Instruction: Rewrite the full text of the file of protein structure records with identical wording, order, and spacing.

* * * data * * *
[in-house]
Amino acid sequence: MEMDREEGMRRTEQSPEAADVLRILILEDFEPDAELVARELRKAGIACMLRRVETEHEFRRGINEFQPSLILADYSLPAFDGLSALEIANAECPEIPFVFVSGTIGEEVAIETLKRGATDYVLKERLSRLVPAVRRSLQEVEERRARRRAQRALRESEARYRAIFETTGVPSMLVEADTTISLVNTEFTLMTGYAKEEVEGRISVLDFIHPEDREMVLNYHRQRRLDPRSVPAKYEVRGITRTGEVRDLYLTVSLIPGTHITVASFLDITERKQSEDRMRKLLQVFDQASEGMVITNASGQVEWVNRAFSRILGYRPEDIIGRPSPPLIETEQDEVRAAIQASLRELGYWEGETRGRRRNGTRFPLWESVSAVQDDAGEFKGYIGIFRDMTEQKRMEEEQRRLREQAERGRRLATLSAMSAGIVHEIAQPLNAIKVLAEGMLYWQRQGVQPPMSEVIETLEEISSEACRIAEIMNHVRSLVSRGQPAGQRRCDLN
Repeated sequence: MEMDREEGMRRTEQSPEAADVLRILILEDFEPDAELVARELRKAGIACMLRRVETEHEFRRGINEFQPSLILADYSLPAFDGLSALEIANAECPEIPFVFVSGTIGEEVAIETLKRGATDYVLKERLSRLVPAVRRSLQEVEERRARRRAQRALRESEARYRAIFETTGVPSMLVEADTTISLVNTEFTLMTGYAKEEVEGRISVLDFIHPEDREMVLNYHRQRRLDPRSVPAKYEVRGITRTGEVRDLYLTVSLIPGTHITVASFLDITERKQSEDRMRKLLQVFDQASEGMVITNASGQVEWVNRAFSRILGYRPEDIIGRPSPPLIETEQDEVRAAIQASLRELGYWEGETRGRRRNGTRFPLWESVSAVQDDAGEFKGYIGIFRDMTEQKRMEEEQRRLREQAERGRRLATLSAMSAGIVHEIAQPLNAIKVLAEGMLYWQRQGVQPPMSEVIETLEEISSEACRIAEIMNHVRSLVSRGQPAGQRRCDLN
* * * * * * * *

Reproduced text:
[in-house]
Amino acid sequence: MEMDREEGMRRTEQSPEAADVLRILILEDFEPDAELVARELRKAGIACMLRRVETEHEFRRGINEFQPSLILADYSLPAFDGLSALEIANAECPEIPFVFVSGTIGEEVAIETLKRGATDYVLKERLSRLVPAVRRSLQEVEERRARRRAQRALRESEARYRAIFETTGVPSMLVEADTTISLVNTEFTLMTGYAKEEVEGRISVLDFIHPEDREMVLNYHRQRRLDPRSVPAKYEVRGITRTGEVRDLYLTVSLIPGTHITVASFLDITERKQSEDRMRKLLQVFDQASEGMVITNASGQVEWVNRAFSRILGYRPEDIIGRPSPPLIETEQDEVRAAIQASLRELGYWEGETRGRRRNGTRFPLWESVSAVQDDAGEFKGYIGIFRDMTEQKRMEEEQRRLREQAERGRRLATLSAMSAGIVHEIAQPLNAIKVLAEGMLYWQRQGVQPPMSEVIETLEEISSEACRIAEIMNHVRSLVSRGQPAGQRRCDLN
Repeated sequence: MEMDREEGMRRTEQSPEAADVLRILILEDFEPDAELVARELRKAGIACMLRRVETEHEFRRGINEFQPSLILADYSLPAFDGLSALEIANAECPEIPFVFVSGTIGEEVAIETLKRGATDYVLKERLSRLVPAVRRSLQEVEERRARRRAQRALRESEARYRAIFETTGVPSMLVEADTTISLVNTEFTLMTGYAKEEVEGRISVLDFIHPEDREMVLNYHRQRRLDPRSVPAKYEVRGITRTGEVRDLYLTVSLIPGTHITVASFLDITERKQSEDRMRKLLQVFDQASEGMVITNASGQVEWVNRAFSRILGYRPEDIIGRPSPPLIETEQDEVRAAIQASLRELGYWEGETRGRRRNGTRFPLWESVSAVQDDAGEFKGYIGIFRDMTEQKRMEEEQRRLREQAERGRRLATLSAMSAGIVHEIAQPLNAIKVLAEGMLYWQRQGVQPPMSEVIETLEEISSEACRIAEIMNHVRSLVSRGQPAGQRRCDLN